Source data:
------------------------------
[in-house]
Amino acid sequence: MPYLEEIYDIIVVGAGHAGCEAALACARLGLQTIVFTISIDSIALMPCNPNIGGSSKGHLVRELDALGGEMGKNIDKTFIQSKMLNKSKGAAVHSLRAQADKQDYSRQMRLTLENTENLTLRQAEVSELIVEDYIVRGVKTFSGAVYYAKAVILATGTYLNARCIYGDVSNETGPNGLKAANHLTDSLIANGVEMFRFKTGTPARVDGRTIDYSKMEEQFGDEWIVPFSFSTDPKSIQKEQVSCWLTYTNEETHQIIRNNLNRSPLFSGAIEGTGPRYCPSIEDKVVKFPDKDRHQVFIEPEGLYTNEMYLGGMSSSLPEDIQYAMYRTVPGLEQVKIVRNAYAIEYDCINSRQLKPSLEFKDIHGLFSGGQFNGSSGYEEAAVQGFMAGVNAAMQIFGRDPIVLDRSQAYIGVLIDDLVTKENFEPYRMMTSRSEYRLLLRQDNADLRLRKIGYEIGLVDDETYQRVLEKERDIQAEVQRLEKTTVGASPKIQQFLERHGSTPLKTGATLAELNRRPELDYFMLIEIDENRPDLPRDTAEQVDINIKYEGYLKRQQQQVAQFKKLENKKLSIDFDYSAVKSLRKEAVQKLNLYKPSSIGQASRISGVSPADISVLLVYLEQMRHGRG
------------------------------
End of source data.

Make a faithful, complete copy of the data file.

[in-house]
Amino acid sequence: MPYLEEIYDIIVVGAGHAGCEAALACARLGLQTIVFTISIDSIALMPCNPNIGGSSKGHLVRELDALGGEMGKNIDKTFIQSKMLNKSKGAAVHSLRAQADKQDYSRQMRLTLENTENLTLRQAEVSELIVEDYIVRGVKTFSGAVYYAKAVILATGTYLNARCIYGDVSNETGPNGLKAANHLTDSLIANGVEMFRFKTGTPARVDGRTIDYSKMEEQFGDEWIVPFSFSTDPKSIQKEQVSCWLTYTNEETHQIIRNNLNRSPLFSGAIEGTGPRYCPSIEDKVVKFPDKDRHQVFIEPEGLYTNEMYLGGMSSSLPEDIQYAMYRTVPGLEQVKIVRNAYAIEYDCINSRQLKPSLEFKDIHGLFSGGQFNGSSGYEEAAVQGFMAGVNAAMQIFGRDPIVLDRSQAYIGVLIDDLVTKENFEPYRMMTSRSEYRLLLRQDNADLRLRKIGYEIGLVDDETYQRVLEKERDIQAEVQRLEKTTVGASPKIQQFLERHGSTPLKTGATLAELNRRPELDYFMLIEIDENRPDLPRDTAEQVDINIKYEGYLKRQQQQVAQFKKLENKKLSIDFDYSAVKSLRKEAVQKLNLYKPSSIGQASRISGVSPADISVLLVYLEQMRHGRG